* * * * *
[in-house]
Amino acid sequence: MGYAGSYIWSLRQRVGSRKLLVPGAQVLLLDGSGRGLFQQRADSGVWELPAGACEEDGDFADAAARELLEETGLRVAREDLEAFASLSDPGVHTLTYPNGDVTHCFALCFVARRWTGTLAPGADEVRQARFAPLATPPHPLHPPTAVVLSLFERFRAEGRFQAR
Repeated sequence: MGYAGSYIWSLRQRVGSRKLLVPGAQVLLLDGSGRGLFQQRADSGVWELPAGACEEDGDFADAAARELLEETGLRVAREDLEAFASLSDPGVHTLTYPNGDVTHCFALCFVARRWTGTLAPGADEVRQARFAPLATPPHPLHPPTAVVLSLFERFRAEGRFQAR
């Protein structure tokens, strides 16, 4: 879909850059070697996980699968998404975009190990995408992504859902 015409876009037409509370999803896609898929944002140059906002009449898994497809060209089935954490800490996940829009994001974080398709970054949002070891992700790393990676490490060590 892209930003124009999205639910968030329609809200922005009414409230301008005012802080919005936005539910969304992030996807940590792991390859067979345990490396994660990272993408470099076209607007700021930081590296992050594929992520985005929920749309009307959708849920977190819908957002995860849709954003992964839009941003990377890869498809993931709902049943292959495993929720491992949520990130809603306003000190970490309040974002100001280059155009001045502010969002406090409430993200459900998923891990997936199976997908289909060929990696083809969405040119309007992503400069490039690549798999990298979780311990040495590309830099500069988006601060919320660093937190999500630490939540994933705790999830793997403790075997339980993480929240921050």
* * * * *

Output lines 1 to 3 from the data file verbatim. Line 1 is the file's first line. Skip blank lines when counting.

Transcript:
[in-house]
Amino acid sequence: MGYAGSYIWSLRQRVGSRKLLVPGAQVLLLDGSGRGLFQQRADSGVWELPAGACEEDGDFADAAARELLEETGLRVAREDLEAFASLSDPGVHTLTYPNGDVTHCFALCFVARRWTGTLAPGADEVRQARFAPLATPPHPLHPPTAVVLSLFERFRAEGRFQAR
Repeated sequence: MGYAGSYIWSLRQRVGSRKLLVPGAQVLLLDGSGRGLFQQRADSGVWELPAGACEEDGDFADAAARELLEETGLRVAREDLEAFASLSDPGVHTLTYPNGDVTHCFALCFVARRWTGTLAPGADEVRQARFAPLATPPHPLHPPTAVVLSLFERFRAEGRFQAR